War veteran, 95, forced to wait 26 hours in Queen's Medical Centre hospital corridor for bed

A 95-year-old veteran waited 26 hours in a Queen’s Medical Centre corridor for a hospital bed Credit: LDRS

A Nottingham woman has called the situation at local NHS hospitals "dire", after her 95-year-old father was forced to wait 26 hours in a corridor for a hospital bed.

Stanley Solomons was admitted to the Queen's Medical Centre at 11am on Sunday 16 October, after staff at his nursing home became worried about his health.

He was taken in an ambulance with blue lights to the QMC - but wasn't given a bed until Monday afternoon (October 17).

His daughter, Labour councillor Rachael Ellis at Gedling Borough Council, described him as "frail".

She said the current situation in the local NHS is "dire", but praised staff, saying she saw them "literally running" around A&E department.

The Chief Operating Officer at Nottingham University Hospitals, which runs Queen's Medical Centre, has since apologised to Mr Solomons and his family.

His daughter took this photo while waiting in the corridor Credit: LDRS

The 95-year-old veteran trained at the ­codebreakers’ HQ Bletchley Park during the Second World War and went on to serve with the RAF and later at a ‘listening post’ in Hong Kong.

His daughter said: "When I got to A&E I could see the trolleys stacking up the walkways.

"When I walked around I could see trolleys with around 20 paramedics with patients.

"I was told the paramedics hadn’t been able to hand the patients over.

"I was horrified."

She said her dad was treated in the corridor and was put on an antibiotic drip. He is now on a ward and is responding to treatment.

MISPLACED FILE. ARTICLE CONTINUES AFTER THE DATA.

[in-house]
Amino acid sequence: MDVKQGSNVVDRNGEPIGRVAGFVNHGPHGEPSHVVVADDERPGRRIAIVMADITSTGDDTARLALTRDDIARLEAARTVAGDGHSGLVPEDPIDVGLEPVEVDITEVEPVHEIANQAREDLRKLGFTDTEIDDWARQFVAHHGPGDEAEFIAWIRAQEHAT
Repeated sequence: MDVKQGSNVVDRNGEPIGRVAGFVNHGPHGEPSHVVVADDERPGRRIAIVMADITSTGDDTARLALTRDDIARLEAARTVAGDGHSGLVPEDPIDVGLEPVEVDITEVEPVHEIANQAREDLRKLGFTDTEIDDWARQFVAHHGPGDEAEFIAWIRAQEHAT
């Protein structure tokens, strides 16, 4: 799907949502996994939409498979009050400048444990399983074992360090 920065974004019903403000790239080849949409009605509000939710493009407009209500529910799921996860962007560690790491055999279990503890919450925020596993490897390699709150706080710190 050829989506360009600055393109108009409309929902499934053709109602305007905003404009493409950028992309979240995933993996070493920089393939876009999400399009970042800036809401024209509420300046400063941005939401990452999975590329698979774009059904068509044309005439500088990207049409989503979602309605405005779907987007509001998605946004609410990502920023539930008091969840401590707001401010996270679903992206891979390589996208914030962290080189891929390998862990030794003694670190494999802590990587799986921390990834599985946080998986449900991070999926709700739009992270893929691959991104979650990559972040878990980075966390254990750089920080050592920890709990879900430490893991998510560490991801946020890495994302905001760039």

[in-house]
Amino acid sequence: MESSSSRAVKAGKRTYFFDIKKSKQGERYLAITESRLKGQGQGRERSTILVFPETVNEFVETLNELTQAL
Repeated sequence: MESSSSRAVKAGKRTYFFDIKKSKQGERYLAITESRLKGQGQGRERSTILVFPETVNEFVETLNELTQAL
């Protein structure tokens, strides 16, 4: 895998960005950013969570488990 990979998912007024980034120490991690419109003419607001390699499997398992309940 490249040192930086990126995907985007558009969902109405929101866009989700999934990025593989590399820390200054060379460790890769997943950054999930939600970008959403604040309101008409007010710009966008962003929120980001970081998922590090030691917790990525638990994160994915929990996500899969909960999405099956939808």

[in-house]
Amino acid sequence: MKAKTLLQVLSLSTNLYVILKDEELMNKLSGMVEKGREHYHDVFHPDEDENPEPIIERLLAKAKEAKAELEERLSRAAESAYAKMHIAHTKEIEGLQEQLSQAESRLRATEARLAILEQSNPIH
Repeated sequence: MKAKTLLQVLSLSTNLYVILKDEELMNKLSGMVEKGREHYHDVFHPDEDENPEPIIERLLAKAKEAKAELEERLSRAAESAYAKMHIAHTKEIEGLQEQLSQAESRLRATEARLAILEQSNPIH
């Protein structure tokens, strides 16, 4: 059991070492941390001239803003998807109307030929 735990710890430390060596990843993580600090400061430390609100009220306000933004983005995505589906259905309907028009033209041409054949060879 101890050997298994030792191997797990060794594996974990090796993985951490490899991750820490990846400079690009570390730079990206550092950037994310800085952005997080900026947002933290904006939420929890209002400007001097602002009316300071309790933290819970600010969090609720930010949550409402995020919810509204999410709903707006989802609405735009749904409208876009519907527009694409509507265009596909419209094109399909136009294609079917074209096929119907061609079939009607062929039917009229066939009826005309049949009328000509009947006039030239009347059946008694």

She added: "The staff have been brilliant. You talk to them and they are really worried.

"Even the cleaner was helping out. Everyone is pulling together and doing their best but the situation is dire."

Chief Operating Officer for Nottingham University Hospitals Trust, Lisa Kelly said: "We sincerely apologise to Mr Solomons and his family for the delay he has faced being transferred to a ward following his care and treatment in our Emergency Department; this is not the service we aim to provide our patients with.

"Our staff are working incredibly hard to offer the best care and we continue to work with our partners across Nottinghamshire’s health and social care system to discharge patients no longer needing an acute hospital bed." 

Queen's Medical Centre Credit: PA Images

NUH declared a critical incident last month, saying emergency demand for care and the challenge of discharging patients was leading to "high numbers of patients waiting in the hospitals". The incident has now been stood down.

The Trust said as of October 17, 183 patients are medically fit for discharge.

Earlier this month, the East Midlands Ambulance Service Chief Executive said it was "unacceptable" that some paramedics are spending hours waiting in A&E to discharge patients.

The health secretary Thérèse Coffey has announced £500m emergency funding for care home operators and home care services to help tackle the care crisis which is seen across the country. 

A Department of Health and Social Care spokesperson said: "No-one should have to wait longer than necessary for emergency care and the Health and Social Care Secretary has set out her priorities of A, B, C and D – ambulances, backlogs, care, doctors and dentists.

"Our Plan For Patients sets out a range of measures to help ease pressures, including an extra £500 million to speed up discharge and free up hospital beds, reducing waits in A&E and getting ambulances quickly back out on the road.

"This is alongside NHS plans to rapidly boost capacity and resilience ahead of winter, including increasing the number of NHS 999 and 111 call handlers and creating the equivalent of at least 7,000 more beds."